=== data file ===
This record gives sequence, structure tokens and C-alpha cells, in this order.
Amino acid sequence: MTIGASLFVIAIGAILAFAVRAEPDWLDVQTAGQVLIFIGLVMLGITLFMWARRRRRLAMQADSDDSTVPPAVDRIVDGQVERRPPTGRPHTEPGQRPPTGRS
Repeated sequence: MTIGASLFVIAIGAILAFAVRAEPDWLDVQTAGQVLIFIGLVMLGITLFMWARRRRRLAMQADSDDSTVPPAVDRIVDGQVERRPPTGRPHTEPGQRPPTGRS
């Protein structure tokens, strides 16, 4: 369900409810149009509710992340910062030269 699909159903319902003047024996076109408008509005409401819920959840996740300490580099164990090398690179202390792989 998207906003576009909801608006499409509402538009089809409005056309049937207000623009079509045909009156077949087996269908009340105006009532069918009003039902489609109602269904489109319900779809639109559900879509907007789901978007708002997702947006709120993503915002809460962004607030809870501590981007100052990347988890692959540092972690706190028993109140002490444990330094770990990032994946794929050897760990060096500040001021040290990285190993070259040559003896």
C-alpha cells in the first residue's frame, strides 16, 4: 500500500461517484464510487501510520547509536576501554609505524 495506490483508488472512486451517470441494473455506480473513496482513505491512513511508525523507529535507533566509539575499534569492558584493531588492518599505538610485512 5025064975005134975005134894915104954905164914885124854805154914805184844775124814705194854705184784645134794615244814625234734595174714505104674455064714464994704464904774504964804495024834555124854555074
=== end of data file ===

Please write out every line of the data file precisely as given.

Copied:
This record gives sequence, structure tokens and C-alpha cells, in this order.
Amino acid sequence: MTIGASLFVIAIGAILAFAVRAEPDWLDVQTAGQVLIFIGLVMLGITLFMWARRRRRLAMQADSDDSTVPPAVDRIVDGQVERRPPTGRPHTEPGQRPPTGRS
Repeated sequence: MTIGASLFVIAIGAILAFAVRAEPDWLDVQTAGQVLIFIGLVMLGITLFMWARRRRRLAMQADSDDSTVPPAVDRIVDGQVERRPPTGRPHTEPGQRPPTGRS
């Protein structure tokens, strides 16, 4: 369900409810149009509710992340910062030269 699909159903319902003047024996076109408008509005409401819920959840996740300490580099164990090398690179202390792989 998207906003576009909801608006499409509402538009089809409005056309049937207000623009079509045909009156077949087996269908009340105006009532069918009003039902489609109602269904489109319900779809639109559900879509907007789901978007708002997702947006709120993503915002809460962004607030809870501590981007100052990347988890692959540092972690706190028993109140002490444990330094770990990032994946794929050897760990060096500040001021040290990285190993070259040559003896």
C-alpha cells in the first residue's frame, strides 16, 4: 500500500461517484464510487501510520547509536576501554609505524 495506490483508488472512486451517470441494473455506480473513496482513505491512513511508525523507529535507533566509539575499534569492558584493531588492518599505538610485512 5025064975005134975005134894915104954905164914885124854805154914805184844775124814705194854705184784645134794615244814625234734595174714505104674455064714464994704464904774504964804495024834555124854555074